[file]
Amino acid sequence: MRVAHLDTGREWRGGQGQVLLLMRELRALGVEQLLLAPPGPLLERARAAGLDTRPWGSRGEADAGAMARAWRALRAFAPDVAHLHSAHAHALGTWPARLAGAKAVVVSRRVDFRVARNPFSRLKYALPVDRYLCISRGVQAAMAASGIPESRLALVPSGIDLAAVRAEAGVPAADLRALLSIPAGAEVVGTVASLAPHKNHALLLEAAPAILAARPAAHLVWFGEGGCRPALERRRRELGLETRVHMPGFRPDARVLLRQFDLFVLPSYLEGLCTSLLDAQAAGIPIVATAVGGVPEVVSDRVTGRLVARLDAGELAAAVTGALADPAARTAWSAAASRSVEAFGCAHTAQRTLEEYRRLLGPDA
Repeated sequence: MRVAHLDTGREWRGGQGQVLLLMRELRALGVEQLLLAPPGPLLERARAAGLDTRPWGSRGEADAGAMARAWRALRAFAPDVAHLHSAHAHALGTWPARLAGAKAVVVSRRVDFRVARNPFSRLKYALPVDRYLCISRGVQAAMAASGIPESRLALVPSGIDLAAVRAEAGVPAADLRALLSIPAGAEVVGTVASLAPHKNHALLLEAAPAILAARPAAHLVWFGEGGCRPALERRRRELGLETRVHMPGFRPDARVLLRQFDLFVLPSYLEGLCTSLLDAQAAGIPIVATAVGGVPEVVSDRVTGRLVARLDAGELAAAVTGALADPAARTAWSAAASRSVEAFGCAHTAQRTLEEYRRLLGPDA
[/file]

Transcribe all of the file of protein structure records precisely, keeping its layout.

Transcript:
Amino acid sequence: MRVAHLDTGREWRGGQGQVLLLMRELRALGVEQLLLAPPGPLLERARAAGLDTRPWGSRGEADAGAMARAWRALRAFAPDVAHLHSAHAHALGTWPARLAGAKAVVVSRRVDFRVARNPFSRLKYALPVDRYLCISRGVQAAMAASGIPESRLALVPSGIDLAAVRAEAGVPAADLRALLSIPAGAEVVGTVASLAPHKNHALLLEAAPAILAARPAAHLVWFGEGGCRPALERRRRELGLETRVHMPGFRPDARVLLRQFDLFVLPSYLEGLCTSLLDAQAAGIPIVATAVGGVPEVVSDRVTGRLVARLDAGELAAAVTGALADPAARTAWSAAASRSVEAFGCAHTAQRTLEEYRRLLGPDA
Repeated sequence: MRVAHLDTGREWRGGQGQVLLLMRELRALGVEQLLLAPPGPLLERARAAGLDTRPWGSRGEADAGAMARAWRALRAFAPDVAHLHSAHAHALGTWPARLAGAKAVVVSRRVDFRVARNPFSRLKYALPVDRYLCISRGVQAAMAASGIPESRLALVPSGIDLAAVRAEAGVPAADLRALLSIPAGAEVVGTVASLAPHKNHALLLEAAPAILAARPAAHLVWFGEGGCRPALERRRRELGLETRVHMPGFRPDARVLLRQFDLFVLPSYLEGLCTSLLDAQAAGIPIVATAVGGVPEVVSDRVTGRLVARLDAGELAAAVTGALADPAARTAWSAAASRSVEAFGCAHTAQRTLEEYRRLLGPDA